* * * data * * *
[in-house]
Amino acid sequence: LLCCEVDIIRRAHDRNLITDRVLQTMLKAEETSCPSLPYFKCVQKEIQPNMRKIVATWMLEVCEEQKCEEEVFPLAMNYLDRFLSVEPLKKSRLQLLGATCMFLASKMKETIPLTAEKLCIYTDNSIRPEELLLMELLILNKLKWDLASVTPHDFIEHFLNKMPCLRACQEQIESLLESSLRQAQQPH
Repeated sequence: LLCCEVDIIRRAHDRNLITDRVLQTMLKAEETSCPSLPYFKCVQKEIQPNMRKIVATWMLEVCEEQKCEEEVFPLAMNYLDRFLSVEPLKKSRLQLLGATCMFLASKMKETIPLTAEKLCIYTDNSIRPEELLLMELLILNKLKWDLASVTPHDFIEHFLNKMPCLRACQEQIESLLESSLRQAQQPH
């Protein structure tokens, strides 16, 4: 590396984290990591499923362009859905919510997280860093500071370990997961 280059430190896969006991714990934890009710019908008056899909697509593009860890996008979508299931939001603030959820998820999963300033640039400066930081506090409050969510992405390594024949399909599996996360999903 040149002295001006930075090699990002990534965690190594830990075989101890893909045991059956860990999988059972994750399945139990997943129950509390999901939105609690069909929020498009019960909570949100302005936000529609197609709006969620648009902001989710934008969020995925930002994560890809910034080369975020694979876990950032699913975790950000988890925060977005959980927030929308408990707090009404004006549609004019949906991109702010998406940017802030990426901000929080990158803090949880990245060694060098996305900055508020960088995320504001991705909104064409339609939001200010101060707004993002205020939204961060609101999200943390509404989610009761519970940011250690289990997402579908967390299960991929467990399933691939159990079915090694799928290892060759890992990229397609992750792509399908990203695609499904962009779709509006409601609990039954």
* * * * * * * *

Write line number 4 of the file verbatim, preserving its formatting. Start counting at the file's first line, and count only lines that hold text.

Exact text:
């Protein structure tokens, strides 16, 4: 590396984290990591499923362009859905919510997280860093500071370990997961 280059430190896969006991714990934890009710019908008056899909697509593009860890996008979508299931939001603030959820998820999963300033640039400066930081506090409050969510992405390594024949399909599996996360999903 040149002295001006930075090699990002990534965690190594830990075989101890893909045991059956860990999988059972994750399945139990997943129950509390999901939105609690069909929020498009019960909570949100302005936000529609197609709006969620648009902001989710934008969020995925930002994560890809910034080369975020694979876990950032699913975790950000988890925060977005959980927030929308408990707090009404004006549609004019949906991109702010998406940017802030990426901000929080990158803090949880990245060694060098996305900055508020960088995320504001991705909104064409339609939001200010101060707004993002205020939204961060609101999200943390509404989610009761519970940011250690289990997402579908967390299960991929467990399933691939159990079915090694799928290892060759890992990229397609992750792509399908990203695609499904962009779709509006409601609990039954």